President Trump’s first NATO meeting was the moment to show that he would honor the example of his predecessors in leading a strong and unified alliance that has been and should remain the anchor of Western security. He failed.

Instead of explicitly endorsing the mutual defense pledge at the heart of the alliance, Mr. Trump lectured the members for falling short on pledges to spend 2 percent of their gross domestic products on the military, much as he had hectored them on this subject during his presidential campaign.

There were signs, too, that Mr. Trump and the allies remain at odds over Russia, which is deeply unsettling given mounting questions about Russian interference in the 2016 presidential election.

Mr. Trump has a point when he says the allies should increase their military budgets, which they have started to do, partly in response to Russia’s 2014 invasion of Ukraine. But his obsession with the matter has reinforced the impression that he sees NATO as essentially a transactional arrangement, not as an indisputably important alliance that has kept the peace for 70 years and whose value cannot be measured in dollars and cents. Against this history, Mr. Trump’s repeated scolds are not just condescending but embarrassing.

What possesses him to treat America’s allies so badly? The NATO nations are mostly democracies with vibrant free markets that have helped America keep enemies at bay, including in Afghanistan. The question is made all the more pressing in view of Mr. Trump’s enthusiastic embrace of countless autocrats, among them Vladimir Putin of Russia and King Salman of Saudi Arabia, where he just paid a deferential visit and assured Sunni Arab leaders that “we are not here to lecture” despite their abominable records on human rights.

This perplexing dichotomy has been vividly captured in video and photographs — Mr. Trump laughing comfortably with Russia’s foreign minister and ambassador to Washington during a recent Oval Office meeting, while refusing to shake the hand of Chancellor Angela Merkel of Germany when she came to town. There was more of the same in Brussels, with Mr. Trump shoving aside the prime minister of Montenegro, which recently defied Russia to join NATO, on his way to a front row spot for a photograph.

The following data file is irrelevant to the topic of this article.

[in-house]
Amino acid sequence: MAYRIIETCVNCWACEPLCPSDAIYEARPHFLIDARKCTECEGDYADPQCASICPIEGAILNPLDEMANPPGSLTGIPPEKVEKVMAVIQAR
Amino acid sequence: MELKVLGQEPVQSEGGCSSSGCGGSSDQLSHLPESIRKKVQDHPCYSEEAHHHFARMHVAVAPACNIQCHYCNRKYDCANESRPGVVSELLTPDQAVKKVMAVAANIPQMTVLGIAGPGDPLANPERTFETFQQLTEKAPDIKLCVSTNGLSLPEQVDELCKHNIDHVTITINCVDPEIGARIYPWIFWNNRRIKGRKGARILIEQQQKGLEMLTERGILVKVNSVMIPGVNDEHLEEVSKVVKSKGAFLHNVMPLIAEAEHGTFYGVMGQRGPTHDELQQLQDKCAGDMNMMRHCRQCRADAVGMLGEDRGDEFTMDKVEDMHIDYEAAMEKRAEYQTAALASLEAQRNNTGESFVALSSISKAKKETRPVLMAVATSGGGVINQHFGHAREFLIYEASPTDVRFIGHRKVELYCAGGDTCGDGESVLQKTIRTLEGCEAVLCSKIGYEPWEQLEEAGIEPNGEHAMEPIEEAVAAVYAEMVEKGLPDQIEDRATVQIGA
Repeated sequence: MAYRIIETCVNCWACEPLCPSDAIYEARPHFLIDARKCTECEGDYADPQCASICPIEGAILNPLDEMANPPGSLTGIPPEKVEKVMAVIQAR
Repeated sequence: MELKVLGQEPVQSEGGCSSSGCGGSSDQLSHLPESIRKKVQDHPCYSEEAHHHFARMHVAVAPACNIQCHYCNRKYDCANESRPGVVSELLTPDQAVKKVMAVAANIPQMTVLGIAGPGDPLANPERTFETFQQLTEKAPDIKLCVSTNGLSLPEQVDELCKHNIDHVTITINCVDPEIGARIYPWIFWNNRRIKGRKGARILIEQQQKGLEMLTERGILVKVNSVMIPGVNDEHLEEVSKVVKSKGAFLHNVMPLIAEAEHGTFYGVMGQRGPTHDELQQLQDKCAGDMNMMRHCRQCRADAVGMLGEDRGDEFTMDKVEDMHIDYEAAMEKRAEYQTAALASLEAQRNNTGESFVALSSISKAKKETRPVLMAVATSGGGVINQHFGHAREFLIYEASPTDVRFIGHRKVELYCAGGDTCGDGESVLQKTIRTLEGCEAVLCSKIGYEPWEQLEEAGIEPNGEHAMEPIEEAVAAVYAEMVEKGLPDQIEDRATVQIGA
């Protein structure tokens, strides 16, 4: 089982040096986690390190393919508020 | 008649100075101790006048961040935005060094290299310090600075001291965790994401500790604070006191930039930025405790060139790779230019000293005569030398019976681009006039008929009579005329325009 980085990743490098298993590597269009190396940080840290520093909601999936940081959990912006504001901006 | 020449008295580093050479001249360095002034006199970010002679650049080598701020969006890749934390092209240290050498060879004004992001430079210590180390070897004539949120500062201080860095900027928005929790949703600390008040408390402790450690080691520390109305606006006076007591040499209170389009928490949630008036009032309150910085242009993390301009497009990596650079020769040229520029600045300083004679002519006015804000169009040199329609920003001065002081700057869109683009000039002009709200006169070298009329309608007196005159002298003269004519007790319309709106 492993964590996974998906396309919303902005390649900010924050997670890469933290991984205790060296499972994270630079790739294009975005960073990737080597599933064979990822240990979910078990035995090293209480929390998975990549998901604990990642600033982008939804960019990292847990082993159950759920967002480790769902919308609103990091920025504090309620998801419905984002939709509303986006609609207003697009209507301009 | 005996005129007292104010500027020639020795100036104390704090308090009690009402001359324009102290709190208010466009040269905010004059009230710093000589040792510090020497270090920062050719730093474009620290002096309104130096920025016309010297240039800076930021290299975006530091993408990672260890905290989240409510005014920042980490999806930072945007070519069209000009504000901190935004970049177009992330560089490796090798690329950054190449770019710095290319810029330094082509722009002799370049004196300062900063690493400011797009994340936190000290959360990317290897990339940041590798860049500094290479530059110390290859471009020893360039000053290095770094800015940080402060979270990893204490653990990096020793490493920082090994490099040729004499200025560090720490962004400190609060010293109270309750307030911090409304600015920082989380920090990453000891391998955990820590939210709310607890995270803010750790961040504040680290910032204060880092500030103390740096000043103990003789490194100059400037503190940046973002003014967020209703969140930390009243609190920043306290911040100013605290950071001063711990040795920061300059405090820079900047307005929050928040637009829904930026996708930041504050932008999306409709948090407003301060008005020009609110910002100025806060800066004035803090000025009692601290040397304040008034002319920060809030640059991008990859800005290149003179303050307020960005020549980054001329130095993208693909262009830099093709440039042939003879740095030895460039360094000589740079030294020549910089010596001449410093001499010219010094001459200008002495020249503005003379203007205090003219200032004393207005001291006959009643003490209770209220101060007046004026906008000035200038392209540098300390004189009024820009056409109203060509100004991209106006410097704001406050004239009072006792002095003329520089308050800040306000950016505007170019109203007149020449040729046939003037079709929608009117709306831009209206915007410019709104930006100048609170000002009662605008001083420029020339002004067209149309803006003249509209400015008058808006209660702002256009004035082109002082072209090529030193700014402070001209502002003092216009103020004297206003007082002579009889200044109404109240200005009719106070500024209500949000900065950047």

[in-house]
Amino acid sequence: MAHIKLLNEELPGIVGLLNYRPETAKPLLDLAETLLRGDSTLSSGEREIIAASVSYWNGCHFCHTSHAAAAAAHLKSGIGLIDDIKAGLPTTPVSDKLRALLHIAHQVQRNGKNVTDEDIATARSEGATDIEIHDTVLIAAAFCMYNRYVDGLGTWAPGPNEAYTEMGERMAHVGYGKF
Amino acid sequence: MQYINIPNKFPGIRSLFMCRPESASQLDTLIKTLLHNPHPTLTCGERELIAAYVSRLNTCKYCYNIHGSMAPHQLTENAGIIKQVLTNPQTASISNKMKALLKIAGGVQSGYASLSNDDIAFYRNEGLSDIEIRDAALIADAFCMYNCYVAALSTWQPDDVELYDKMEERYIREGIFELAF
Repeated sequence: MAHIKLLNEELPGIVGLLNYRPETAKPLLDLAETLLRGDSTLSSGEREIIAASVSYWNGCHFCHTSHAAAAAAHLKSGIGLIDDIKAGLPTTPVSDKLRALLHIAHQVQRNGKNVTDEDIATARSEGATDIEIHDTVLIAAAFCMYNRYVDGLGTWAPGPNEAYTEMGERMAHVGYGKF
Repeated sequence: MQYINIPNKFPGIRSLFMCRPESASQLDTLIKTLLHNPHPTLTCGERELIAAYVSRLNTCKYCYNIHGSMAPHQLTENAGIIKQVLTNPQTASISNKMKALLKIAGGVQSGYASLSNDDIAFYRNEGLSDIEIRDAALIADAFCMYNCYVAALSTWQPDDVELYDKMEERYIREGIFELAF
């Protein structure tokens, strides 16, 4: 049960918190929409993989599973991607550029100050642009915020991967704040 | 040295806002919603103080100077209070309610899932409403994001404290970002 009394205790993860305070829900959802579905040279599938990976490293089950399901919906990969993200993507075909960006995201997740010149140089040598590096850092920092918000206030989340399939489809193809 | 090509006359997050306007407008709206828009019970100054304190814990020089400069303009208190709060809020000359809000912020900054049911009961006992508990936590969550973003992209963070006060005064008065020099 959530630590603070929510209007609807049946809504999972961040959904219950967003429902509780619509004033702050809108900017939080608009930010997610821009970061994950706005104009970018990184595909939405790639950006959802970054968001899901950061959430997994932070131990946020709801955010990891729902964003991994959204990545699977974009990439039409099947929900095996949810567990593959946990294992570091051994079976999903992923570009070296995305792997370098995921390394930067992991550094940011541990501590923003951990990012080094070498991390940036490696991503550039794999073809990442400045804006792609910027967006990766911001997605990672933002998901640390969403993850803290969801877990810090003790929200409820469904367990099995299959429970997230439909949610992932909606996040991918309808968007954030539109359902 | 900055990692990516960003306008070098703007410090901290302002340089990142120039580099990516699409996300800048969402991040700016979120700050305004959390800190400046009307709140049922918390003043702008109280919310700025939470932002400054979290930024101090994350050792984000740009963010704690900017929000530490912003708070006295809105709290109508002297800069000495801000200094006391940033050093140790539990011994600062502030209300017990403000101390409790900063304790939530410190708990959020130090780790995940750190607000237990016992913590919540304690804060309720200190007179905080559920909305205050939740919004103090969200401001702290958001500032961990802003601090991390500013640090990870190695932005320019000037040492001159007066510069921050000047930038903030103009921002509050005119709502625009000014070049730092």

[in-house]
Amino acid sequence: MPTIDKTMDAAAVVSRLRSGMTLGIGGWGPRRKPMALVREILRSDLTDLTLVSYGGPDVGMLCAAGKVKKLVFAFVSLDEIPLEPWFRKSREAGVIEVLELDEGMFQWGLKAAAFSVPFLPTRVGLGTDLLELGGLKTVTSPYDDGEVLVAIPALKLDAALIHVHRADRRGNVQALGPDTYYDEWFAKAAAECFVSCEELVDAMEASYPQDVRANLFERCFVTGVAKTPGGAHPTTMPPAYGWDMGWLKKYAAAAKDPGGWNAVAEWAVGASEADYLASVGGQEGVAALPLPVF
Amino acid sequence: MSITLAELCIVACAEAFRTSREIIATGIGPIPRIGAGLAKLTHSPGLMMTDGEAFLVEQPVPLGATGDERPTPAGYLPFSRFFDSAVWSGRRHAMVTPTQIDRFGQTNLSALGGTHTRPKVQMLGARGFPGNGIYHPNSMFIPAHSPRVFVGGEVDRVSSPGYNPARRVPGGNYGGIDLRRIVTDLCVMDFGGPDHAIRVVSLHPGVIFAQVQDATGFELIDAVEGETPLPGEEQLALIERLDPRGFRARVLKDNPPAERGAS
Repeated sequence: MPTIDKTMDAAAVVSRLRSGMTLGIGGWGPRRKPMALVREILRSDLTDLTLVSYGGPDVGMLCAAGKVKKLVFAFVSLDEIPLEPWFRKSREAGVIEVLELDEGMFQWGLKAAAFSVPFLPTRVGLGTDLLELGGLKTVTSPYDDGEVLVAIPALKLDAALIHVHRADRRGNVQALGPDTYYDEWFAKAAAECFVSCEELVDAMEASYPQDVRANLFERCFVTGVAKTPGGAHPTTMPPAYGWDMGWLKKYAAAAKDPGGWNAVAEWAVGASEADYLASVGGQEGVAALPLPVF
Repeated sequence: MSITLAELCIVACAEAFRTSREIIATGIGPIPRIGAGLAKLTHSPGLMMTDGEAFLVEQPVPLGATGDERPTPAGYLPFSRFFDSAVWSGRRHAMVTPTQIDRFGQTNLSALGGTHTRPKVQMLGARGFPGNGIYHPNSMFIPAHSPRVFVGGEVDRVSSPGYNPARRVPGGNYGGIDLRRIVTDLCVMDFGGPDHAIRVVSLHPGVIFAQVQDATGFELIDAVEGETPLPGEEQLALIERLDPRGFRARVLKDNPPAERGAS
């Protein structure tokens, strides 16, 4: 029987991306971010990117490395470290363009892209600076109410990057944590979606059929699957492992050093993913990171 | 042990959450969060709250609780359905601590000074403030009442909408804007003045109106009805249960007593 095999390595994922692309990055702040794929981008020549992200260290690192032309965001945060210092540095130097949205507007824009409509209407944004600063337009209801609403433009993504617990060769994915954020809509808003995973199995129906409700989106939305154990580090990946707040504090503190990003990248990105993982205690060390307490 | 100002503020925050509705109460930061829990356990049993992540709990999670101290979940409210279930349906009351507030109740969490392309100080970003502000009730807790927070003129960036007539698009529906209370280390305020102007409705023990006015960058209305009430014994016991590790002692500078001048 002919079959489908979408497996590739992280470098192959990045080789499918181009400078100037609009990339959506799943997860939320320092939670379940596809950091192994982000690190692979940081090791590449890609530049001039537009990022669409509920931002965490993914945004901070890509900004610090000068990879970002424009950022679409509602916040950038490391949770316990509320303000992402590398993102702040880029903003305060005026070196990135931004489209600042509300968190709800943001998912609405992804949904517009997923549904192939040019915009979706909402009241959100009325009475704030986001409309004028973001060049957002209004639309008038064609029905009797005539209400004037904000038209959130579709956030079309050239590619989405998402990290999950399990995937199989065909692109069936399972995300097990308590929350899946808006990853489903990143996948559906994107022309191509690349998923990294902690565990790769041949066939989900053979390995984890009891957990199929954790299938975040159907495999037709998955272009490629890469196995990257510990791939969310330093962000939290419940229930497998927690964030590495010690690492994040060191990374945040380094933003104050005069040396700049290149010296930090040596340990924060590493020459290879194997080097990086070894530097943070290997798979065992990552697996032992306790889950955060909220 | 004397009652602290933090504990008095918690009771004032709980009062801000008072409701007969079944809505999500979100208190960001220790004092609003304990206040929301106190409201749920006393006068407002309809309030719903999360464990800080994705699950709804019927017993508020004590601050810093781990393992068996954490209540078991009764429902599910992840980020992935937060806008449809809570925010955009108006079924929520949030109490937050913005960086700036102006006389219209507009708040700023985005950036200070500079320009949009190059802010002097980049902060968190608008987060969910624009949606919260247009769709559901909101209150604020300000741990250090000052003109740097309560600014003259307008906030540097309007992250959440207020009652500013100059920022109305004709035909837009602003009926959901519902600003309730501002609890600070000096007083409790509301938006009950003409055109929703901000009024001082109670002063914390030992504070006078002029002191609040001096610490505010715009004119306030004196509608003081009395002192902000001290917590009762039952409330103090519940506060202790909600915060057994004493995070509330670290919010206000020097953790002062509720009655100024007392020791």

The allies had hoped to hear a robust endorsement of the NATO Treaty’s Article 5, which commits them to a “one-for-all, all-for-one” principle that has been the foundation of the alliance since it was established. What they got instead was a vague promise to “never forsake the friends who stood by our side” after the Sept. 11 attacks, and assurances from Sean Spicer, the press secretary, of a “100 percent commitment to Article 5.”

This would have been more persuasive coming from Mr. Trump, since he and not Mr. Spicer had denigrated NATO as “obsolete” and suggested darkly that the United States might not defend allies under attack if they did not contribute more to the alliance.

Secretary of State Rex Tillerson has been no more credible than Mr. Spicer. “Of course we support Article 5,” he told reporters earlier this week, presumably assuming that the president would say much the same thing in Brussels. That Mr. Trump did not reinforces the common perception that Mr. Tillerson has no more influence over his thinking than do Jim Mattis, the defense secretary, and Lt. Gen. H. R. McMaster, the national security adviser, on whom many had counted to put Mr. Trump’s foreign policy on a more responsible path.

That Mr. Trump and the allies were unable to agree on a common approach toward Russia was also worrisome. Moscow has become increasingly aggressive as Mr. Putin annexed Crimea, waged war in eastern Ukraine, meddled in the American and European elections and intervened militarily in Syria. The most that emerged from a meeting between Mr. Trump and Donald Tusk, president of the European Council, was that the two shared the “same line” on Ukraine.

All told, Mr. Trump’s commitment to NATO and America’s tradition of leadership remain very much up in the air. Should the president abdicate both, no one would be happier than Vladimir Putin.